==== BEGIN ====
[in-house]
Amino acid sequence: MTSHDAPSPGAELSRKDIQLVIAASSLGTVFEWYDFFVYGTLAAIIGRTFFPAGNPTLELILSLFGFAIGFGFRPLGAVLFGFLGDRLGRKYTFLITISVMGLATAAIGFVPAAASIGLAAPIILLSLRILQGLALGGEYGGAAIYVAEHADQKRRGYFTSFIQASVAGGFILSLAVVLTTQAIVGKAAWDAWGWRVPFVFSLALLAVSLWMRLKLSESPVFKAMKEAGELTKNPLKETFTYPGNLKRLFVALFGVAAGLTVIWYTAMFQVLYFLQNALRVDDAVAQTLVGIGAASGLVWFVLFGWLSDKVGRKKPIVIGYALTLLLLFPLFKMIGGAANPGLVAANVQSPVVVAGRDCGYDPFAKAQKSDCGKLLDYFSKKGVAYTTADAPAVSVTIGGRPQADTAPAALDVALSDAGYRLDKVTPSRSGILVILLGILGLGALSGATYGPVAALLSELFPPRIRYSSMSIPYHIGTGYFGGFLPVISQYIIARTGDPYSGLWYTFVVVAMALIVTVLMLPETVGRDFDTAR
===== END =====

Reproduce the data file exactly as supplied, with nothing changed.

[in-house]
Amino acid sequence: MTSHDAPSPGAELSRKDIQLVIAASSLGTVFEWYDFFVYGTLAAIIGRTFFPAGNPTLELILSLFGFAIGFGFRPLGAVLFGFLGDRLGRKYTFLITISVMGLATAAIGFVPAAASIGLAAPIILLSLRILQGLALGGEYGGAAIYVAEHADQKRRGYFTSFIQASVAGGFILSLAVVLTTQAIVGKAAWDAWGWRVPFVFSLALLAVSLWMRLKLSESPVFKAMKEAGELTKNPLKETFTYPGNLKRLFVALFGVAAGLTVIWYTAMFQVLYFLQNALRVDDAVAQTLVGIGAASGLVWFVLFGWLSDKVGRKKPIVIGYALTLLLLFPLFKMIGGAANPGLVAANVQSPVVVAGRDCGYDPFAKAQKSDCGKLLDYFSKKGVAYTTADAPAVSVTIGGRPQADTAPAALDVALSDAGYRLDKVTPSRSGILVILLGILGLGALSGATYGPVAALLSELFPPRIRYSSMSIPYHIGTGYFGGFLPVISQYIIARTGDPYSGLWYTFVVVAMALIVTVLMLPETVGRDFDTAR